Monday, January 27, 2014

New Shirt and Editing Cocoon

I am in an editing cocoon. Which this morning means that I put on red lipstick and cried over a mass wedding at the Grammy's, but I know you don't judge me.

I have been editing this book on and off for years, but this is the final push. So for now, I can't come around these internet parts any more.

I will be back and I hope to see you then.

Here is my new shirt:

Tuesday, January 7, 2014

The Particular Sadness of Lemon Drop Martinis

Left to right: Noah's brother Zach, Zach's wife Susie, Noah, Noah's sister Sophie, Noah's sister Lucy, Noah's brother Carlton, Noah's sister Mercy, Mercy's husband Trey, Noah's dad Carl. No, they are not Mormon nor Catholic.

We were in her bed, I was stroking her hair, and Indy said, "I want to go back to California and live in that hotel."  "I do too," I said. "I miss the sound of the downstairs," she said. "You miss the sound of free drinks being poured, too?" I said. I shouldn't have been surprised. The thing is, Indy has always had good taste.

The above picture was taken at my father-in-law's 60th birthday celebration, the day after Christmas. He rented out a room in an Italian restuarant and we ate ourselves silly on burracotta and ham with truffle oil and limoncello fusilli and things I don't even remember now. When the picture was taken, I was exactly 1.5 lemontinis deep. The lemontinis were a point of contention among us, because the nice South American waiter recommended I try a Cosmopolitan or an Appletini. As a feminist, I feel required to order whisky straight up anytime I walk into a bar, especially after a statement like that. It is exhausting having to defy stereotypes all the time. This is just one more advantage of being born male: you don't have to defy the patriarchy every time you order a drink. The appletini recommend really was insulting, and I told him so. Then I promptly ordered a lemon drop martini. My brother-in-law laughed at me, but I told him that by not intentionally defying stereotypes, I was META defying stereotypes.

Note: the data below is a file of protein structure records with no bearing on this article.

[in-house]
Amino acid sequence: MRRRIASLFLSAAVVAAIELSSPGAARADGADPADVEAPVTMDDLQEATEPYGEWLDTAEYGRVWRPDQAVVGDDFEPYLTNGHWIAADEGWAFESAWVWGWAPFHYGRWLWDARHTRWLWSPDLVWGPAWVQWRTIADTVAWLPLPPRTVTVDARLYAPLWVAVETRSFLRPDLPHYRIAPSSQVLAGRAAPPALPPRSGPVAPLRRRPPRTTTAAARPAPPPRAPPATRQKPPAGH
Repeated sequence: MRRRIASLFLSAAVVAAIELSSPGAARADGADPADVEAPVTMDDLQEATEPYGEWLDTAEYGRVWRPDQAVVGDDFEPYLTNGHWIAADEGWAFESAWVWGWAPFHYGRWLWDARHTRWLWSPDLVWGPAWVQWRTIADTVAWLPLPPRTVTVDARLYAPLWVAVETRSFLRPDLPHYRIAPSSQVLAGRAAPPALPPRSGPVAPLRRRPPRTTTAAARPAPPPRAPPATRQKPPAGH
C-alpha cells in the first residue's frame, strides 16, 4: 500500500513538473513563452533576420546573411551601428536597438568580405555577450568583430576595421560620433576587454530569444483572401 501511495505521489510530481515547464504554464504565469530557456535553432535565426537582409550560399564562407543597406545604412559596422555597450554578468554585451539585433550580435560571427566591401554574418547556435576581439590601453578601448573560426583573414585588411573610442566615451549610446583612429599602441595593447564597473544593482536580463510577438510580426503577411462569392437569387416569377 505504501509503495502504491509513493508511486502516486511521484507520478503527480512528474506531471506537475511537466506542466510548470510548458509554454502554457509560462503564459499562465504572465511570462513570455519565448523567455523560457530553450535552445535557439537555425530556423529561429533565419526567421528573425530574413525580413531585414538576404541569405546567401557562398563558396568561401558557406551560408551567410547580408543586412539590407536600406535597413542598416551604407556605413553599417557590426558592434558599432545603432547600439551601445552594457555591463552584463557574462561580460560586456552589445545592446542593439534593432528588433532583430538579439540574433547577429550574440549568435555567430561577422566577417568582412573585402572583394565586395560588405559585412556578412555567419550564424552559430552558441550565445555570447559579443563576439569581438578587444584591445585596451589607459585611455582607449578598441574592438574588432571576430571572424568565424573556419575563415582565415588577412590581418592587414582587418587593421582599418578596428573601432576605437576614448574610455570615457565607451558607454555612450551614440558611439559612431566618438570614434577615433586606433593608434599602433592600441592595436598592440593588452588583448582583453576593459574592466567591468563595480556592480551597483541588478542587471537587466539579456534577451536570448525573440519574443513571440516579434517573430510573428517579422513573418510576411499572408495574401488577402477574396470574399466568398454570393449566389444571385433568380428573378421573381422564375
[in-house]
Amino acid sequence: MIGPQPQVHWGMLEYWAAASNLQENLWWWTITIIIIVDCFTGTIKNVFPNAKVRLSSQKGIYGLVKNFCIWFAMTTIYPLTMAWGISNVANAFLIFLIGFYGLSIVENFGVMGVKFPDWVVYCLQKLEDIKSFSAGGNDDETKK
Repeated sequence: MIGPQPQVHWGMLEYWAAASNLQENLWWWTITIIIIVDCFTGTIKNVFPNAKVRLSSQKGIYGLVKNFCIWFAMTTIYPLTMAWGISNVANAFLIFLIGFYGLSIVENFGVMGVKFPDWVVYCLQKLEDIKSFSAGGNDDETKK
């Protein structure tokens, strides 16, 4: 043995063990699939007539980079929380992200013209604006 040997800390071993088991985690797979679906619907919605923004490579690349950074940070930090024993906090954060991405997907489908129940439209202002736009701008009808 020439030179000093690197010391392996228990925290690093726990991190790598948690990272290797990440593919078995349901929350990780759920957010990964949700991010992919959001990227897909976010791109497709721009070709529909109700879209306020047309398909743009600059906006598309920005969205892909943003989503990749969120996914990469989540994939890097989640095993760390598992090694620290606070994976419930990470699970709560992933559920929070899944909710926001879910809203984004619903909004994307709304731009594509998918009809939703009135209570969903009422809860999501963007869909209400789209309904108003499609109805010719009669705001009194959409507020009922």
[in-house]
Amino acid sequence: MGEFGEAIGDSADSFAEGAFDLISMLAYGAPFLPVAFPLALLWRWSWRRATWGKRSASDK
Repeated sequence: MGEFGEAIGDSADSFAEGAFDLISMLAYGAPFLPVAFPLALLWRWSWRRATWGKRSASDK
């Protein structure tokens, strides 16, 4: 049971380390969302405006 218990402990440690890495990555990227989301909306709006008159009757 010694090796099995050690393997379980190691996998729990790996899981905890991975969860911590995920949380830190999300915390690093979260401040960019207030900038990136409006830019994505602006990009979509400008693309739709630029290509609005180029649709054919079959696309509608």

The word among the siblings was that Their Old Dad was going to make some major announcement at the Italian restaurant. Well I am here to tell you, he didn't announce anything. He said some things about baptism that I don't really understand, having given birth to pagans, and then raffled off an ipad. (I didn't win it, so it doesn't matter). "What's the announcement?" we all said after. "Announcement? What? There's no announcement," he said. It seemed true although it's possible there was supposed to be an announcement and he forgot it. He turned 60 and is definitely senile. Probably right now he is on a plane somewhere over the west pacific getting ready to release a rap album and is like shit, I forgot to tell everyone. Anyway, the sense of letdown was palpable--we were primed for announcements--and so I think I was driven to pull the above pictured move to compensate. This picture is a pretty good idea of who I was in California. My favorite thing about it is how everyone else is so over me, except for Noah.

In Brevard, I am the mom who forgot to send her kids to school. If you think this is beneath notice, you don't live in a small town. The story of how: We got home from sunny California to New Year's Eve and a heater that wasn't working. "It's 45 degrees in the house," Noah said as I came in the door wearing my chic travel clothes and smelling of paradise. "I told you not to set it so low," I told him helpfully, and went to turn it up. Only it was set to 63, and it wouldn't turn up. At first we were optimistic that it would be fixed. Our landlord came over, 9 pm on a frigid New Years Eve, and climbed into the crawlspace below our house, a place where we have seen giant hornets and portholes to hell. Our landlord is an older gentleman and also a badass. He stayed down there some time before emerging to tell us it couldn't be fixed tonight and leaving us with a space heater. See, he mistook us for fellow badasses. Here's a space heater, quit your whining, some people live in Ohio. Noah drew me a hot bath and put the heater on in the bathroom, but the water turned tepid moments after I got in it and that is when I lost touch with my best self. I stomped and stormed a bit--after chiding Noah for doing the same thing--before climbing into bed wearing four layers and my North Face parka. So comfortable, you can imagine. We all spent the night huddled in our room, the heater was fixed in the morning, and really the only real tragedy was that in my anger I wasted a glass of prosecco.